Mr. Speaker, I am pleased to support the motion to recognize the month of June as leukemia awareness month as this would increase our awareness of the disease.
One of the things we need to be aware of is that 2,000 people will die from this disease. We also need to know what causes the disease and why it affects some people but not others. What are the implications concerning our environment? What are the environmental factors that may or may not play a part in this disease? What are the genetic factors?
There is so much to know but so little that people in general do know about this disease because of their busy lives. They only find out about it if someone they know and love is suffering from the disease, but they do not know enough to be of any help.
We have to be aware of what we can do as a community and what we can provide in terms of medicare and home care. We need good hospitals and good research.
The whole cycle of research that was just described may take a long time. If we want to decrease the number of deaths from this disease we must always be proactive and one step ahead. We want to prevent those 2,000 deaths as a country, but more importantly, the deaths that each family may have to face.
The idea of cancer alone induces fear in people. The more awareness we can bring to them, the more we can help our communities. Most people think of cancer as a deadly disease. Hopefully, as we move further along in our research, there will be far fewer deaths and far fewer children being taken away from their families and out of our lives.
The fact that this disease affects so many children and is the leading cause of death in children is enough for us to single it out as being a disease for which people need to develop an awareness. As a mother of four children and having seen families lose their children, it is our deepest fear that our children will die ahead us. I do not know how a family would cope with that. The loss of a child to a family and to a community makes us want to take the extra effort to become more aware of this disease and to bring the issue forward.
Last year a man in our community died. A lot of treatment cannot be done in the north so people have to fly out, which is quite a difficult endeavour in itself. It means the waiting period can be far longer for people in the north than for people who are in a community where treatment can be easily accessed. The man who died had left the Yukon to undergo a bone marrow transplant. Unfortunately, it was too late for Ben Sheardown.
I will say a few words about Ben because he was an integral part of our community. He was a a coach, an athlete, a teacher, a counsellor, a husband and a father. To every person he came into contact with, he was far more than that. Anyone who met him could not help but be inspired by his kindness, his passion and his ferocious nature.
Anyone who had the chance to meet him in the last month of his life knew immediately how privileged they were. He went through incredible suffering with tremendous grace and almost transcended the daily world that we live in. I think he attained a different spiritual level, one which we all would like to bring to our lives.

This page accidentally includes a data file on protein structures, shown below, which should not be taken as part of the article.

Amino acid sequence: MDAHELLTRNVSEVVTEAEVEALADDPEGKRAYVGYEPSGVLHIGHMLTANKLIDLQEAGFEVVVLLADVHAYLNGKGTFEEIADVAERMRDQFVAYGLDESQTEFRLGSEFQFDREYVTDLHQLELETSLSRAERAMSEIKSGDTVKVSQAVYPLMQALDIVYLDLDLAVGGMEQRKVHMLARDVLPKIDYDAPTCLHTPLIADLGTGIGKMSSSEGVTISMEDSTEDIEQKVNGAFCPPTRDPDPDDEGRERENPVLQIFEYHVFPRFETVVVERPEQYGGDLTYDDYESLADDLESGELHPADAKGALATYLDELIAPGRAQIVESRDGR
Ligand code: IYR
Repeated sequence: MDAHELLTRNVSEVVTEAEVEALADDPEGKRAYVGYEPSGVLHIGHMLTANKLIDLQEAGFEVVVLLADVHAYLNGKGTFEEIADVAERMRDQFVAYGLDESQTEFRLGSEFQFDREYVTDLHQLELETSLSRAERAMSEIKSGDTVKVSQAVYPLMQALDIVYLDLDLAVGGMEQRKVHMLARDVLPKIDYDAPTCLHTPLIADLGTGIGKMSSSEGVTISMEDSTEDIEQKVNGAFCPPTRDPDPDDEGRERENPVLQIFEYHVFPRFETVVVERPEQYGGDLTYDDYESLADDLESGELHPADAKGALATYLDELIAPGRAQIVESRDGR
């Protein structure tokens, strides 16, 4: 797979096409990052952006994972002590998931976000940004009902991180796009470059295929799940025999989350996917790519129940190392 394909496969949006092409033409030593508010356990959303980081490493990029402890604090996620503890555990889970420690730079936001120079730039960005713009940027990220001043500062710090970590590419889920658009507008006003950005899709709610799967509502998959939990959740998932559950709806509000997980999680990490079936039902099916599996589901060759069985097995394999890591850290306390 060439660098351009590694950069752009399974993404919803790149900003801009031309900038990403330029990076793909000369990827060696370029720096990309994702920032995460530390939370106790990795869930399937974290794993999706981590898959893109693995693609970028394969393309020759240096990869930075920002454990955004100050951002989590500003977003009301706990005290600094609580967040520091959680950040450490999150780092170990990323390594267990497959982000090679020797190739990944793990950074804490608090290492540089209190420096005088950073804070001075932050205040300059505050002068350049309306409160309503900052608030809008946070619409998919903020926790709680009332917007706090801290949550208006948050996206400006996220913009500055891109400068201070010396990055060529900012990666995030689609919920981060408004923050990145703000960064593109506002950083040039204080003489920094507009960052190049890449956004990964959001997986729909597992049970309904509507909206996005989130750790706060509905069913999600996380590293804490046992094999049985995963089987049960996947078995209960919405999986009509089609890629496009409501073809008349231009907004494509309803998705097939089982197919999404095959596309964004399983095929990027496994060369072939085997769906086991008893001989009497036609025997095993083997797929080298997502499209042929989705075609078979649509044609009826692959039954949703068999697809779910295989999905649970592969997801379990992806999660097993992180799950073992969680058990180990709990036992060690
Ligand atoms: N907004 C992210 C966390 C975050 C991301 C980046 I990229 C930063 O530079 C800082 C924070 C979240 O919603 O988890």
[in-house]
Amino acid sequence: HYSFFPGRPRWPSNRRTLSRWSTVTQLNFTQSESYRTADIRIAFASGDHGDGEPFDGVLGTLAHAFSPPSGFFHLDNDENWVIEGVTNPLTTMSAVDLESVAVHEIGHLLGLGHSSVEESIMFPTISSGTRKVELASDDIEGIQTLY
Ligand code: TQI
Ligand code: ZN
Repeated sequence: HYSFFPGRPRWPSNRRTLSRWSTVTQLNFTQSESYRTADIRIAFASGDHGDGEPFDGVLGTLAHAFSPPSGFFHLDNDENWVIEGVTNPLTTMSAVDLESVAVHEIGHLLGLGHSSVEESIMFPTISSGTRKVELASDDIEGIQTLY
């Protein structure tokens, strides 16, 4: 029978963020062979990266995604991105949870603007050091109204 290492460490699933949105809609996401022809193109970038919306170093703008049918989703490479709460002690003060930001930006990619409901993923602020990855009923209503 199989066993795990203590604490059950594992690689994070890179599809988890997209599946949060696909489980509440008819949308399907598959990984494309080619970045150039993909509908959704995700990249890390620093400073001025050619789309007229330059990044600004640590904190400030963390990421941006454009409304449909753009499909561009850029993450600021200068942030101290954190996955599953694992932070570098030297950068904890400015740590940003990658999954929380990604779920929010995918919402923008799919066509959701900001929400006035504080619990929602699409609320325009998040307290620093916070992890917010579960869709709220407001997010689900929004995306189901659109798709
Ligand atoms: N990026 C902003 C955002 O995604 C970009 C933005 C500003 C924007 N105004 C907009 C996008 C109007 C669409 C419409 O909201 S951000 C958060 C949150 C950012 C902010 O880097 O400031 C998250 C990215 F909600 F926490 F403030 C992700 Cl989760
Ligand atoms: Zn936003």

The worst part is that he left us too soon. He still had so much of himself to give to his children, his wife and his community. He was someone I had known throughout my whole life as a teacher, a neighbour and a friend. He is still deeply missed. If we could have prevented his death or given him even a few more years of life we would have all benefited.
Just last month I had to say goodbye to a friend who died of leukemia. She did not even have a chance for a bone marrow transplant. Her name was Effie Croft and she had started a small community newspaper in Faro. She found out quite late that she had the disease because she would never have imagined herself sick no matter how tired she was. She was a counsellor, but more than anything she brought an incredible joy to the people around her. Even through the time of her whole town's decamping and moving away when the mine closed she was a real source of energy and great love to her town.
When people found out how sick Ben was with leukemia and that they could possibly donate bone marrow, there was a huge outpouring of people wanting to do that. As was described by the member of parliament who is also a doctor, it is a long process and it is not easy to find a match. People were not aware that if they had made themselves available to a donor bank beforehand they could have helped. It could have been easily accessible to Ben and anyone else who might need a bone marrow transplant.
There is another thing about organ donations, bone marrow donations or donations of whatever piece of our bodies we are able to donate. People need to know that in the case of donating bone marrow we do not have to die to do it. There is a lot of fear for people trying to come to grips with what it means to be a donor, with what it means to be able to help each other. Canada does not have a good record for doing that, but I know people would do it if they were only aware of how to do it. Then they would be more than generous in any way they could to help their fellow citizens.
Sometimes when we talk about diseases we talk about them in terms of numbers and names instead of in terms of individuals, children, friends, parents, sisters and the other people they affect. If we appeal to the better instincts of our friends and neighbours in our communities I know they would respond.
This idea deserves action. We can do no wrong by tightening the awareness of this terrible disease. If we help just one family it would be worth it, but I think this awareness will help our whole country.